Friday, November 15, 2013

Butterick 4735 - My first REAL vintage dress!

I recently completed my first REAL vintage sewing project (real as in, not 1980s) from Butterick 4735, which is one of the patterns my dear, amazing friend Jennifer sent me.

It was an easy dress to make but, as with all things I attempt for the first time, more difficult that I thought it would be. I did learn some new skills with this one, which is probably why it was so stressful for me.


1. Armhole facings. I faced some very tense moments when I had to turn the facings to the inside. I got massive bunching up of fabric. Jennifer walked me through it though. She sent me pictures of how to grade and cut Vs in the seam allowance to reduce the fabric bulk (and then gently reminded me that there are instructions for armhole facings in the Fashion Sewing for Everyone book that she sent me. I'm so used to running to her flailing my arms in despair that I'd forgotten all about it).

My first armhole facing still had a few lumps:

But the second one was perfect! I couldn't believe it!

2. Interfacing and attaching a yoke to a dress. Boy did this stress me out. I could NOT make sense of the instructions that came with the pattern. Once again, Jennifer came to my rescue.

The yoke came out beautifully despite some issues in the beginning, and I'm very proud of it. The back edges are even, too! I clipped all the curves like a good girl, and hand-stitched the raw edges down on the inside, but I'm terrified it's going to all fall apart when I wash it, because the fabric I used shreds very easily and I'm afraid I didn't turn the raw edges under enough.

I had a problem when it came to folding the facing over the zipper part in the back. I think I should have either waited to put the zipper in until after the yoke was all done and in place, or I should have left the top few inches loose. The instructions said to put the zipper in even before the armhole facings, so that's what I did. But I had to do a lot of tweaking to get the facing to lay right around the top of the zipper because... Well, I'm not exactly sure why. It just wouldn't lay right, and I forgot to take pictures of that step for future reference.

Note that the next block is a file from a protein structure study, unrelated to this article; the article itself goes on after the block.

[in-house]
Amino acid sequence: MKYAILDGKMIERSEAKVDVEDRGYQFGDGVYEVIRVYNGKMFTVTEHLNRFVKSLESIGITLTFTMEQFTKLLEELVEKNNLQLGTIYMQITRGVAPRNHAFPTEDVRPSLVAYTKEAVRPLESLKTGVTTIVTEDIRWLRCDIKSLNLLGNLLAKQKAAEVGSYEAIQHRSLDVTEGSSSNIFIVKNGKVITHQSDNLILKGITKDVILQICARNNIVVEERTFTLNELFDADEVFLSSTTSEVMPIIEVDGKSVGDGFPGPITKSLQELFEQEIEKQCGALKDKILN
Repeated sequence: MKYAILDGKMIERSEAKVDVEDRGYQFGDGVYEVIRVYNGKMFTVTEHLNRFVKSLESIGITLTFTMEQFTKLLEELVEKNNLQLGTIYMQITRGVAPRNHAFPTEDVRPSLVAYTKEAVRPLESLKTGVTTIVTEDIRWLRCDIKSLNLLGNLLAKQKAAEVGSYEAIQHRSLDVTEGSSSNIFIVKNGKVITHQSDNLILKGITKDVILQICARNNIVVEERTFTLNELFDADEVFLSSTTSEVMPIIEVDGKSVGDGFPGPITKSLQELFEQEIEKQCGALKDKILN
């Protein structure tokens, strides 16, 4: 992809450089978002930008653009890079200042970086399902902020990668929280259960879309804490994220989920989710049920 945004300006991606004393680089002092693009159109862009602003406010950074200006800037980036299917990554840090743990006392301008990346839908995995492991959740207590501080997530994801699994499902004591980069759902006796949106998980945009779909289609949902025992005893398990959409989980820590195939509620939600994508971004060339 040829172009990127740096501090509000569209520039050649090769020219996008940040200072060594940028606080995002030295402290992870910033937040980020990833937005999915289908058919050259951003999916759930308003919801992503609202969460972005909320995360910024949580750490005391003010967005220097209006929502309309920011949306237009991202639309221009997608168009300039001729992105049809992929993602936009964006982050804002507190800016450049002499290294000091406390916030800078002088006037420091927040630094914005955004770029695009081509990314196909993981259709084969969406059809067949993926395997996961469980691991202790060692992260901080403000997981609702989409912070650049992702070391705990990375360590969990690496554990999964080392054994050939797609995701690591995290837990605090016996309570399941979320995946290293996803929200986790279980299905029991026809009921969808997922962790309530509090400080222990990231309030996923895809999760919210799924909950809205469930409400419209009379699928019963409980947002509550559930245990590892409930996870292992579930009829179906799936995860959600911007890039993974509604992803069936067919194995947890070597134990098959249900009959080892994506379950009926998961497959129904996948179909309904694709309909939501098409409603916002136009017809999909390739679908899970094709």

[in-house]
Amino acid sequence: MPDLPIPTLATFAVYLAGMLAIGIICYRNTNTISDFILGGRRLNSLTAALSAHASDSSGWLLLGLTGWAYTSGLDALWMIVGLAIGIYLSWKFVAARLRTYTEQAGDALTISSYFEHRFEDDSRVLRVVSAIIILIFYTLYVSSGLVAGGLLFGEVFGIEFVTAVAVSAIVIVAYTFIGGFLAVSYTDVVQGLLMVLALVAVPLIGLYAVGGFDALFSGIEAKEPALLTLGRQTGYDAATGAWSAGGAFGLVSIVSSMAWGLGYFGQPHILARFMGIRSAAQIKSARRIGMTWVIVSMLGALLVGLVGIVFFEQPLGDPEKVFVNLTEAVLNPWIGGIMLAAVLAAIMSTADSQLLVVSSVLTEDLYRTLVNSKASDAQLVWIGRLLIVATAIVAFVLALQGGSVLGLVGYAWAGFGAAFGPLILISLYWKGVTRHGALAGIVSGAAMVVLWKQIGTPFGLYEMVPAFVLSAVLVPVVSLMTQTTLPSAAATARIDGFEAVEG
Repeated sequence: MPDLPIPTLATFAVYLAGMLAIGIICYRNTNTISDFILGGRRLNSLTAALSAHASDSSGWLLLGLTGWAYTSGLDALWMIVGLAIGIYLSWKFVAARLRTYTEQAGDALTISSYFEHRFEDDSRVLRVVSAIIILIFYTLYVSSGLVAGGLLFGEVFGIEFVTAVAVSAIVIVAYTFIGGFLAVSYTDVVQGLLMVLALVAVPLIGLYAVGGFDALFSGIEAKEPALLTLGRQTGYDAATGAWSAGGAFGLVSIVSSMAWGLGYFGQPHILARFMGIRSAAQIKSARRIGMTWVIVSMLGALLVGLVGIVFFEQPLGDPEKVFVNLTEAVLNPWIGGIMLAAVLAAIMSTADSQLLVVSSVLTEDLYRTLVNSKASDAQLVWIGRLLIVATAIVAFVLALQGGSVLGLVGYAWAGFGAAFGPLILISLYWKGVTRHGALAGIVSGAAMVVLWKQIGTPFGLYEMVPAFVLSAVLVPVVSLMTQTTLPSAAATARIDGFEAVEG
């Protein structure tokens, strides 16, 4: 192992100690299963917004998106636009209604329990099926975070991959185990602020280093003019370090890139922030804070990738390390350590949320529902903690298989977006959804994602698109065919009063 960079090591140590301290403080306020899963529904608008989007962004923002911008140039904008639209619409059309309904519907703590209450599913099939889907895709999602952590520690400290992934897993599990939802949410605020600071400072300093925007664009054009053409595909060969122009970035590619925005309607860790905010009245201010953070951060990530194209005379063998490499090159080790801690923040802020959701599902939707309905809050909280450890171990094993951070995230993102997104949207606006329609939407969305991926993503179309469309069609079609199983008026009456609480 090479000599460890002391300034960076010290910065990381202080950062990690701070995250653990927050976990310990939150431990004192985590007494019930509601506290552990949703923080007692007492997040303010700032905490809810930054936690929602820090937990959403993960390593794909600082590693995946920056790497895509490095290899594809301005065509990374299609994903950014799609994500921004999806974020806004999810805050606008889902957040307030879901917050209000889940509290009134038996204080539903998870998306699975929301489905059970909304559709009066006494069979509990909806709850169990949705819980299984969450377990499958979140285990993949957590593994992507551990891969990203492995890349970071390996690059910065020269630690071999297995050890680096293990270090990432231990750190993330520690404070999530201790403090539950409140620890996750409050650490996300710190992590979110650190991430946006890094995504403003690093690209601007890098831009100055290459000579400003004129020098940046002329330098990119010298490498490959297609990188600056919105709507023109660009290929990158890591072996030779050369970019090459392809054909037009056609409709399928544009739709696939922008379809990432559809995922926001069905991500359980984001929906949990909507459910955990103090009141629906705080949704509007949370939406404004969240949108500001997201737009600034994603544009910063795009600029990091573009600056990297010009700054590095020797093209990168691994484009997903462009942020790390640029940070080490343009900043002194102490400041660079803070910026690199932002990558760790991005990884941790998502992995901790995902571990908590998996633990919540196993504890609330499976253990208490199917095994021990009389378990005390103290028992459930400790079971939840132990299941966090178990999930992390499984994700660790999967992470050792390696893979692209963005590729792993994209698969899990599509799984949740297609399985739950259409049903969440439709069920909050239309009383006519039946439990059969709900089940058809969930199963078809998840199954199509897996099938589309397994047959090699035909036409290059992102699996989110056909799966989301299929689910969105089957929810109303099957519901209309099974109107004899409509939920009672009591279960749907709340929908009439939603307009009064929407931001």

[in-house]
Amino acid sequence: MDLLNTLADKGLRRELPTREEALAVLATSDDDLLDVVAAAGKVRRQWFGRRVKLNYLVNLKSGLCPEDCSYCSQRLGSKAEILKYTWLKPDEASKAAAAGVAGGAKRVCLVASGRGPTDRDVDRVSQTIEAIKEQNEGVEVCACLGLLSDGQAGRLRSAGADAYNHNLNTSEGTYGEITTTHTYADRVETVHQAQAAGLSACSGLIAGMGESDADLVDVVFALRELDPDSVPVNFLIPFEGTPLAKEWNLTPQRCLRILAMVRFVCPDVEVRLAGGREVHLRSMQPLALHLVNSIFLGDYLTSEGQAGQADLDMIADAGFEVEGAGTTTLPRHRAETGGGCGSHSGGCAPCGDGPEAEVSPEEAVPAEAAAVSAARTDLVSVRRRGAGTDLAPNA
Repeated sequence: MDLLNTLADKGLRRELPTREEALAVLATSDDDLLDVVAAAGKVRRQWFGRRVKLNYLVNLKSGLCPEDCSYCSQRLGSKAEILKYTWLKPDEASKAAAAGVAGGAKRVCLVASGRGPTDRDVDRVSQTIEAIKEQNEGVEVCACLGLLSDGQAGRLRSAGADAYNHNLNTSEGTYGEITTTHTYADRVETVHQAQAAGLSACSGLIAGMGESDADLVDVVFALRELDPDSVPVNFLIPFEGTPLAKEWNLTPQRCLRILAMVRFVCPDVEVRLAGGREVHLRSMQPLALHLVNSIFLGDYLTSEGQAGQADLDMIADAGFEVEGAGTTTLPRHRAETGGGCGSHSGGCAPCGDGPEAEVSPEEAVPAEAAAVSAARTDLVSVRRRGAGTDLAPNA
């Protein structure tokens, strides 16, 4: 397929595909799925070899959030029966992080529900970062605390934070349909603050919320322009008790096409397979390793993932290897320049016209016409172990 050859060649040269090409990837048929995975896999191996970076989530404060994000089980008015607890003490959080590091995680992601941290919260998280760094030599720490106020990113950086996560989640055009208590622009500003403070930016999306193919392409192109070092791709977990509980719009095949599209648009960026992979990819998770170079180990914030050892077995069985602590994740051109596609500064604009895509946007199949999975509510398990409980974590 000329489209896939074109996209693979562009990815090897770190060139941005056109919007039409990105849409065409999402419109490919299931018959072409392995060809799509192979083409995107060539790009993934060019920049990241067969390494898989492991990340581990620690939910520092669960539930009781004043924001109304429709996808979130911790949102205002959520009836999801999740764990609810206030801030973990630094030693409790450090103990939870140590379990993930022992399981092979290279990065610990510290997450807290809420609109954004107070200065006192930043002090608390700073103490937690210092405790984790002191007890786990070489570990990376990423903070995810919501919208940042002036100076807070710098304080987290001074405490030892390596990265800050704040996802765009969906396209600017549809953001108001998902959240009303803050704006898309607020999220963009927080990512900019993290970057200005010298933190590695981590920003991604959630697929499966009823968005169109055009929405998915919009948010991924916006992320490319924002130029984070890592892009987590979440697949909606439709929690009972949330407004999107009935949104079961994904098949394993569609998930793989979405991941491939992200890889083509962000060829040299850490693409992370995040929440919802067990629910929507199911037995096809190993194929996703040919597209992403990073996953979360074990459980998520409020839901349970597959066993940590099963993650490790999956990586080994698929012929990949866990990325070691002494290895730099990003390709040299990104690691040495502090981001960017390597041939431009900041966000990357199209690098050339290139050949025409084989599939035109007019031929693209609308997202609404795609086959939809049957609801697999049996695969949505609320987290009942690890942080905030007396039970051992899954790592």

Other than the armhole facings, and the yoke facing near the zipper, the only other problem I had was that the dress stretched HORRIBLY on the bias. As in, the sides were 5 inches longer than the front. I think it's because the fabric is a loose weave and very drapey. I couldn't hem it myself--I had to go to my mom and bless her, she spent an hour on measuring, trimming, and then ironing the hem allowance in place so I could sew it, and did a FANTASTIC job.

Oh, and the dress is supposed to be 39.5" long in the back as the finished length, but for some reason mine was 37" unfinished. But I'm short, so that worked out okay.


Let's get to the pictures, shall we? But before I do that, I really don't recommend this dress for ladies with generous bosoms, because you'll look like you're wearing a tent. In fact, the dress is described on the pattern package as a tent dress. It will not be flattering, trust me. Comfy, but not flattering.

See what I mean? I was afraid I was going to seriously hate the dress and the time and money I'd spent on making it because there was no way I could wear it "as is." I tried it with a belt, too, but that just made me look puffy on top and bottom. And then I remembered a pink wool shrug that I bought at Salvation Army a few years ago and never wore, and wouldn't you know, it was the perfect thing for this dress.

Ugh, I have the worst posture. Anyway, who cares, the dress looks fabulous, and I got TONS of compliments on it. It's a wonderful summer-to-fall transition dress. It's also delightfully twirly:

Next project is going to be my Christmas dress from vintage Butterick 8160 (view A) for the Vintage Sewing Contest. 

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